When I marched away to war, How you kissed me o'er and o'er: Weeping, pressed me; Sobbing, blessed me; Colleen, colleen oge asthore. I was wounded, wounded sore, Dead, your father falsely swore; Mad to harry You to marry One with miser-gold in store. Ah! but when you dreamed me dead, Forth you flew a wildered maid: Ever grieving, Ever weaving Willow, willow for your head. "Nay, he lives," your mother said, But you only shook your head; "Why deceive me? Ah! believe me, Mother, mother, he is dead." So you pined and pined away, Till, when in the winter grey Home I hasted, Wan and wasted, Colleen, colleen oge, you lay. "Tis his lonesome ghost," you said, "Come to call me to the dead;" "Nay, discover Your dear lover Longing now at last to wed." Then your cheek, so pale before, With the rose of hope once more, Faintly, slowly, Brightly, wholly, Blossomed, colleen oge asthore. Till upon the chapel floor, Side by side, we knelt and swore, Duty dearest, Love sincerest, Colleen, colleen oge asthore.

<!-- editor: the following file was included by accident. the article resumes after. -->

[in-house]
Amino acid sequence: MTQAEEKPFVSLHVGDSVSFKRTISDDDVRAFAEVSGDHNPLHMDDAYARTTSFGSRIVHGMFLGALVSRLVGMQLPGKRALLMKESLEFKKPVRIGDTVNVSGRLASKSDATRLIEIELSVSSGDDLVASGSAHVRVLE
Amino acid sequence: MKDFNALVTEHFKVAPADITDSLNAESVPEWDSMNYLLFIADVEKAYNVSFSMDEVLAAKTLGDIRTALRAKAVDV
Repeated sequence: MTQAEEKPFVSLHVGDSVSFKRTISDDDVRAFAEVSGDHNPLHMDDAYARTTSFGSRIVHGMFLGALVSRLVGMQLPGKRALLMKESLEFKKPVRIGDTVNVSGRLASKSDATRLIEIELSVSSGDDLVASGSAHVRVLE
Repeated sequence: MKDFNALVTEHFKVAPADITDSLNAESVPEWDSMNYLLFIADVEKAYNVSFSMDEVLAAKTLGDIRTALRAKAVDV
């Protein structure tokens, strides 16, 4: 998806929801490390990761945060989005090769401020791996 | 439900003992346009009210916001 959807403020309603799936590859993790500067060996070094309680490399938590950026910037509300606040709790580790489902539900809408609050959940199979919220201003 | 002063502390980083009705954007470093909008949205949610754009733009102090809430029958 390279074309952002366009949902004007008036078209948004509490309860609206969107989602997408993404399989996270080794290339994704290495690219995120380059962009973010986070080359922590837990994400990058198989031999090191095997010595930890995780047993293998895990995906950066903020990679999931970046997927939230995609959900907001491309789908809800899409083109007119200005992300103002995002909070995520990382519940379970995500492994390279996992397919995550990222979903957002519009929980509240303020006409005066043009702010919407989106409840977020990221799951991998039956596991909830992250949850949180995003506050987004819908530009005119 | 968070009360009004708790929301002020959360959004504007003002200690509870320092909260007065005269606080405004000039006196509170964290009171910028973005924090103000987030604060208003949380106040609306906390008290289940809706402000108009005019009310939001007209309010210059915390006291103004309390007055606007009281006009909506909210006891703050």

- by Alfred Perceval Graves (1846 - 1931), "Colleen Oge Asthore", appears in Irish Songs and Ballads, in Songs and Ballads [author's text checked 1 time against a primary source]
Musical settings (art songs, Lieder, mélodies, (etc.), choral pieces, and other vocal works set to this text), listed by composer (not necessarily exhaustive)
- by Charles Villiers Stanford, Sir (1852 - 1924), "Colleen Oge Asthore", published [1882?] [voice and piano], from the collection Songs of Old Ireland. A Collection of Fifty Irish Melodies Unknown in England, no. 8, arrangement ; London, Boosey & Co. ; dedicated to Johannes Brahms, August 1882 [text verified 1 time]
Researcher for this text: Sharon Krebs [Guest Editor]
This text was added to the website: 2013-03-11
Line count: 40
Word count: 177